214. In college, a friend told me he overheard someone say, “I don’t like Ziegler’s type but I like Ziegler.”
215. An essay on the electronic media: You can't tell the time by looking at the newspaper.
216. Here’s a story I used to tell a lot: “In the late 1960s, I was eating lunch in Washington Square Park when I saw a bum asleep under a tree. I quietly placed half of my corned beef sandwich next to him, then went back to my bench, hoping he would wake up before I had to leave. He stirred, unwrapped the sandwich, peeked under the bread, scowled, and pulled out a jar of mustard from his coat pocket.” Everyone enjoyed the story, though no one believed it is true. It is—as far as I know.
217. Why we need gun control: When I was eight, I got into a fight I was bound to lose. Impulsively I took the wad of bubblegum out of my mouth and rubbed it in the kid’s hair. He ran home crying. Later, his mother came to our house, furious, and told my parents her son now has a bald spot where she had to cut away.
218. The guy across from me on the Long Island Railroad can barely keep his eyes open. The cuffs of his pants are fringing, his shoes have been mended with black tape, and he seems long past drunk. The conductor approaches, “All tickets, please!” The man fumbles through his pockets, then shrugs. “You don’t have a ticket, do you?” the conductor says, and the man shakes his head. The conductor pulls a schedule out of his pocket, punches a few holes in it, and places it in the slot on the man’s seat. He continues on his rounds.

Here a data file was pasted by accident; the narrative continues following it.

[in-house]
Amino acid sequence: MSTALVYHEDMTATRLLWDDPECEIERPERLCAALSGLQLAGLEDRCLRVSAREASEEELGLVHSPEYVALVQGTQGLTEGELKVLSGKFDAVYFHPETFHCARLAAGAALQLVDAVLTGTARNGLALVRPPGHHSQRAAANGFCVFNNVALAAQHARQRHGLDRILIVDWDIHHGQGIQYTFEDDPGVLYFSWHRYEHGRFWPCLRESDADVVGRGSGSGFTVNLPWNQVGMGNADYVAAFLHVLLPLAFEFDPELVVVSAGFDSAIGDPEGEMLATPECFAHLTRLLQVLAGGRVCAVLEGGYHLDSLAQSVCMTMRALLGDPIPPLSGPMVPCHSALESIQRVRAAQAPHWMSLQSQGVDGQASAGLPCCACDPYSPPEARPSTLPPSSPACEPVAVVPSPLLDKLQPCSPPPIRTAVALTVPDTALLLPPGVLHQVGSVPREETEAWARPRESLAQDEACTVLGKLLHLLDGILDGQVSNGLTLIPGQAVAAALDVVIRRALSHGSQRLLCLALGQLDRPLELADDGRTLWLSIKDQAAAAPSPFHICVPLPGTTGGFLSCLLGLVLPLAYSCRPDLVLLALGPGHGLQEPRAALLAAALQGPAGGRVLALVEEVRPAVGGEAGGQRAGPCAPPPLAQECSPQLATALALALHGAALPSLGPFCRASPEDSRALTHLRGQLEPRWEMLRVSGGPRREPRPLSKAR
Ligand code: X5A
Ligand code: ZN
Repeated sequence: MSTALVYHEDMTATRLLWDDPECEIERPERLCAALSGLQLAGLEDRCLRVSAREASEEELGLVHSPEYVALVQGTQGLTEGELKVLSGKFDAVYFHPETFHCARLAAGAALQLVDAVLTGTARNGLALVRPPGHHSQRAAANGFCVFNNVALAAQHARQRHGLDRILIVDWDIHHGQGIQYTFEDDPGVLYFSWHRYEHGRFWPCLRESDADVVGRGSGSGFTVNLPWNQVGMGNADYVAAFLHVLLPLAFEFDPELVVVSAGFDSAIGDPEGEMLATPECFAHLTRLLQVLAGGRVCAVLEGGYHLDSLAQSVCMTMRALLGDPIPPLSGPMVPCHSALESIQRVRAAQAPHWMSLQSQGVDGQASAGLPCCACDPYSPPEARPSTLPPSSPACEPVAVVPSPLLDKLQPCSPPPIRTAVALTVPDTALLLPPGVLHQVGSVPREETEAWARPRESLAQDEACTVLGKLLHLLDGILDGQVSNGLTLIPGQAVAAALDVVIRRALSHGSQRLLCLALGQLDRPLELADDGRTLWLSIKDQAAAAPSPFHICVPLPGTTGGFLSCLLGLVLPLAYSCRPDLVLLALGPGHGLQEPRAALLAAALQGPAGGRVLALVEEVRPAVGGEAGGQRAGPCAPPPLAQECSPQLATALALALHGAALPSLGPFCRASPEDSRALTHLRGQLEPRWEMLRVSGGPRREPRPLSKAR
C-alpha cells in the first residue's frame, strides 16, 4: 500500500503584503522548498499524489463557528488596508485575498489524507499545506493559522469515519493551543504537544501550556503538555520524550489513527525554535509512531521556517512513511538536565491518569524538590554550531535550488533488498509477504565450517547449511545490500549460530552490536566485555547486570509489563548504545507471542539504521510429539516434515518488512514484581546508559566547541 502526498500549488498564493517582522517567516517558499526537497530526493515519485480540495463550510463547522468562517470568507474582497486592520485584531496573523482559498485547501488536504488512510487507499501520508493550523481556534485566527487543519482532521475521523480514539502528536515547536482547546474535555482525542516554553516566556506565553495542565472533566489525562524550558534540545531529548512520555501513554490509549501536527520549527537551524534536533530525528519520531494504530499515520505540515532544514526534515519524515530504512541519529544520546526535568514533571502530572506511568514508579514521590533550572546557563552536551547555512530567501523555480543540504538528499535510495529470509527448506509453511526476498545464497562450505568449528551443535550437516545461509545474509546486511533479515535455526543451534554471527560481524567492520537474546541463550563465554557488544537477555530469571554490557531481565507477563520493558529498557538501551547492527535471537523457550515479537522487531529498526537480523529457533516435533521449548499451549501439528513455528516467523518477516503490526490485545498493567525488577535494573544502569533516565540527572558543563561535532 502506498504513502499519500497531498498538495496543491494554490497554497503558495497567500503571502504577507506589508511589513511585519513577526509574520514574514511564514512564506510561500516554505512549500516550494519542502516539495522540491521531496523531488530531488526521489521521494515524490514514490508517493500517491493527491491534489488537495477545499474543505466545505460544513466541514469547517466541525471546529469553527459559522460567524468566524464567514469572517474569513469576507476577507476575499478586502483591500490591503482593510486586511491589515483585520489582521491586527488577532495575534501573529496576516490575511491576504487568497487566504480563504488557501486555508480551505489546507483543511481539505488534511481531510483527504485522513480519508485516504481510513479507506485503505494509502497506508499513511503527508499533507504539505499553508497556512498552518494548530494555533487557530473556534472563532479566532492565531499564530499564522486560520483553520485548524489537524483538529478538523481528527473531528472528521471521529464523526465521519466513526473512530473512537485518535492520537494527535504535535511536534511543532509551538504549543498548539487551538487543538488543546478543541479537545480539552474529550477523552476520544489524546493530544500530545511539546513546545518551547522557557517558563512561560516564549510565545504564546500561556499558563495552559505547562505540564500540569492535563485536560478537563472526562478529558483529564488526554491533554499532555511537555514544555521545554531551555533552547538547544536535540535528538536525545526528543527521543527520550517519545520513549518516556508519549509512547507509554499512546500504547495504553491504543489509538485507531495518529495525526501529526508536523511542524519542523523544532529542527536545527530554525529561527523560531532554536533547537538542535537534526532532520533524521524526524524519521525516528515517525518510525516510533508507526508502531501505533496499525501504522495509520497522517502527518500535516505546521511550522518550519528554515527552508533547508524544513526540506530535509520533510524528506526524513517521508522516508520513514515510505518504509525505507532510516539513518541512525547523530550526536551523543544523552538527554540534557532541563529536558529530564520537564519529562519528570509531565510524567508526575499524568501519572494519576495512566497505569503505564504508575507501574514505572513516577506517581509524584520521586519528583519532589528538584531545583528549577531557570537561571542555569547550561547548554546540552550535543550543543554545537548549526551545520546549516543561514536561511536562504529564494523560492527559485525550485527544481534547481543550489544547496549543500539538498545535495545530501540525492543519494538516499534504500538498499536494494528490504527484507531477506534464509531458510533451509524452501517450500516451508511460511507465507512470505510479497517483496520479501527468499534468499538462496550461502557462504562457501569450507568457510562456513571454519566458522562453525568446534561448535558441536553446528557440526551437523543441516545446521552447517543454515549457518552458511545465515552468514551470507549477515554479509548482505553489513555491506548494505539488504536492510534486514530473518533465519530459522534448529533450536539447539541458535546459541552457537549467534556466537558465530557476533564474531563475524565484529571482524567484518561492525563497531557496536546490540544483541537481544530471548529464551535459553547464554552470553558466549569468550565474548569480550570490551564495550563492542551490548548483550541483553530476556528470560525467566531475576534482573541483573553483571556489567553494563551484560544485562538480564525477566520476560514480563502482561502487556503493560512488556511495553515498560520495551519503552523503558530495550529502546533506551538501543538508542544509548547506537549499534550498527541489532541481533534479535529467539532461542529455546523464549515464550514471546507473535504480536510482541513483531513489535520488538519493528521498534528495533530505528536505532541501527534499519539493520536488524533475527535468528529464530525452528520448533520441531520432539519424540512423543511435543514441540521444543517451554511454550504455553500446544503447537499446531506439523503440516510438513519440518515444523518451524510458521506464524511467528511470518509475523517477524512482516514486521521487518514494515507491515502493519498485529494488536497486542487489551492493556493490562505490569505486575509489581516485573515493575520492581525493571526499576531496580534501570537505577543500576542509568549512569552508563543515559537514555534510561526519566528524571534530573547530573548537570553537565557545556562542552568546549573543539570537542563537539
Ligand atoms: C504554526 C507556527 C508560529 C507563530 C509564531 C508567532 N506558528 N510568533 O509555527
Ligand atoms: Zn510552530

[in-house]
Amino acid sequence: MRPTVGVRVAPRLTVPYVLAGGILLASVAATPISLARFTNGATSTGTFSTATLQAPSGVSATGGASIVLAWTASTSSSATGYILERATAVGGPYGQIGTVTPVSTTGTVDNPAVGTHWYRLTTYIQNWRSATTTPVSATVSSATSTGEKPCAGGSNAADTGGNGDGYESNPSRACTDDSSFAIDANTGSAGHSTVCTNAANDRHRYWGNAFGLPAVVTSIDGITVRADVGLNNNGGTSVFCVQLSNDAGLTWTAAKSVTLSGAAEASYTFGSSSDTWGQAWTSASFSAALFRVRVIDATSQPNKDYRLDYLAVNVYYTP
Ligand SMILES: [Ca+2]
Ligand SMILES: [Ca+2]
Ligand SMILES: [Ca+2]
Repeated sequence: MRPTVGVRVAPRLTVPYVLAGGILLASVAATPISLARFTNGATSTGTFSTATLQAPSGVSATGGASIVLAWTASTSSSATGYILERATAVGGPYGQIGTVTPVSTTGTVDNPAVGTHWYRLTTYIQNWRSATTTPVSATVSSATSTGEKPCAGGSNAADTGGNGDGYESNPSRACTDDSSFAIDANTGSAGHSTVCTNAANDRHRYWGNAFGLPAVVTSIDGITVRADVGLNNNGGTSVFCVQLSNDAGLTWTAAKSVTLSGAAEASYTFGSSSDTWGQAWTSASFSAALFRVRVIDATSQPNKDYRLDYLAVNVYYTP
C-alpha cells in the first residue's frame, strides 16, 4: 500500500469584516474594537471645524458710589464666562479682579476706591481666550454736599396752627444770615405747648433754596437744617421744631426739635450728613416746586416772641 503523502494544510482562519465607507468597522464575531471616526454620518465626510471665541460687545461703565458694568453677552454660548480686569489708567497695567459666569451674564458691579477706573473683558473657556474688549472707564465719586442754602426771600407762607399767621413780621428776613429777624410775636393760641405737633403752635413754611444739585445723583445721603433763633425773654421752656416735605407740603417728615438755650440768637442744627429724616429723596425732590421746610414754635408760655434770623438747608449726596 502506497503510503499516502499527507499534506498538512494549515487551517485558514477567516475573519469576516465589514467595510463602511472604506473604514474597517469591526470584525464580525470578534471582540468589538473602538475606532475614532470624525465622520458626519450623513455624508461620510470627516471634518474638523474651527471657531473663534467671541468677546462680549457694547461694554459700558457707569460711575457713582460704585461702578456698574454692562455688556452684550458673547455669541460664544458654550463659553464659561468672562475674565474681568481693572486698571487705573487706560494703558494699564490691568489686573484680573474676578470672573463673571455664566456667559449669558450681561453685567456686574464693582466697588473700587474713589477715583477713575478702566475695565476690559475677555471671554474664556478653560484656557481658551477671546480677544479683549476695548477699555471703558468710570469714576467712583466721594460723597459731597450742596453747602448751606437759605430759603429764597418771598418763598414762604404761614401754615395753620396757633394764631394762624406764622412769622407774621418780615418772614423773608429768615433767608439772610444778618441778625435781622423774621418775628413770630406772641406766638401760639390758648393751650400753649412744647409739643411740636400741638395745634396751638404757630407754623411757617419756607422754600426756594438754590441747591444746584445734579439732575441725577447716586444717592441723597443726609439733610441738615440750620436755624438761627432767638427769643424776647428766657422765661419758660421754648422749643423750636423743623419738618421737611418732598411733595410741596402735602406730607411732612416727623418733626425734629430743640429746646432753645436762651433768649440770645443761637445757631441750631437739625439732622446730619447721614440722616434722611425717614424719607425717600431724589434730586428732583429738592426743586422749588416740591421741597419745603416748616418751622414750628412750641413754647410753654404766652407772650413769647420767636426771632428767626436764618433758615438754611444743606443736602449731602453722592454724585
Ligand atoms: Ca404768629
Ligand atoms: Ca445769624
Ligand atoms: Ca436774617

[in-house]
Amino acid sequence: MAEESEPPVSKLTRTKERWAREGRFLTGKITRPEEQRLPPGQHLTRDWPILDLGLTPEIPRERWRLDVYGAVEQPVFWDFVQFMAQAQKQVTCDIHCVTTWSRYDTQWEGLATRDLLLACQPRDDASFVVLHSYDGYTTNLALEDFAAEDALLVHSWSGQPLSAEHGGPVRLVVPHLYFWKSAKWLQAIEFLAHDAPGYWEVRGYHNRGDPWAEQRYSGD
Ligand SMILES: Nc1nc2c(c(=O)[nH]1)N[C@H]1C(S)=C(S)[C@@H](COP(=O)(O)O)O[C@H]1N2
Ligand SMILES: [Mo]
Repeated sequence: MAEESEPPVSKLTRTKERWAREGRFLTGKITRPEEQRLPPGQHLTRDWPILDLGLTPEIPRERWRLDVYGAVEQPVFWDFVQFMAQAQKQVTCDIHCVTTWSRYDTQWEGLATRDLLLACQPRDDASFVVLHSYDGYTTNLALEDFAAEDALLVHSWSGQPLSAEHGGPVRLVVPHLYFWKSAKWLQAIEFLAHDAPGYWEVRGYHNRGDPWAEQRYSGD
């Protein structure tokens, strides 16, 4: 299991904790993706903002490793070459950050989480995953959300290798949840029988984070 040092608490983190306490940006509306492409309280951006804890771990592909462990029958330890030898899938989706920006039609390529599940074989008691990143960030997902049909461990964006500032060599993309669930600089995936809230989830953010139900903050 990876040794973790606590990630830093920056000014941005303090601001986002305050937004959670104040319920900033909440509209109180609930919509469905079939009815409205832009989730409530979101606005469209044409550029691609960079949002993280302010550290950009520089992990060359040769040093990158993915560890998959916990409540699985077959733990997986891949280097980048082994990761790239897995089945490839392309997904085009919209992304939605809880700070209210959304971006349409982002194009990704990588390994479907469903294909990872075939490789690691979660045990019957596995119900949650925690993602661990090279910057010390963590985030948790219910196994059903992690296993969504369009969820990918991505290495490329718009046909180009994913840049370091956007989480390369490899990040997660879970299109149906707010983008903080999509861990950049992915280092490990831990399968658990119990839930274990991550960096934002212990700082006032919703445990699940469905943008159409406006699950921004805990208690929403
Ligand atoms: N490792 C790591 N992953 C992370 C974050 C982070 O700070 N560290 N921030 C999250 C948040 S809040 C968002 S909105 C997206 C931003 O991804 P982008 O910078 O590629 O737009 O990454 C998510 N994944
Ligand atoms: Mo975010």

219. Miles Davis: “I never think about not being able to do anything. I just pick up my horn and play the hell out of it.”
220. The summer of 69 I came across vending machine that sold water for 25 cents a gallon. I took a picture of it to prove that such a thing existed.
221. William G. Hutherton on Chamfort: “A few months’ nomad existence in Normandy with two other scapegraces followed, and then the prodigal returned, was forgiven and became an abbé.”
222. My gun is made of glass; I will only be able to use it once. My knife is rubber; it will work until I try to use it. My bomb has a short fuse I can’t outrun. My hypodermic needle is loaded with placebo, which I can only use as a truth serum on those who trust me. I am a one-man army, armed to the teeth. But I am one nervous wreck, so don’t mess with me.
223. I stand in front of my own door and push the bell repeatedly with one hand while banging with the other. Laughing as I push faster and bang harder. “Open up!” I yell. “Open up, damn it! I know you’re out here!”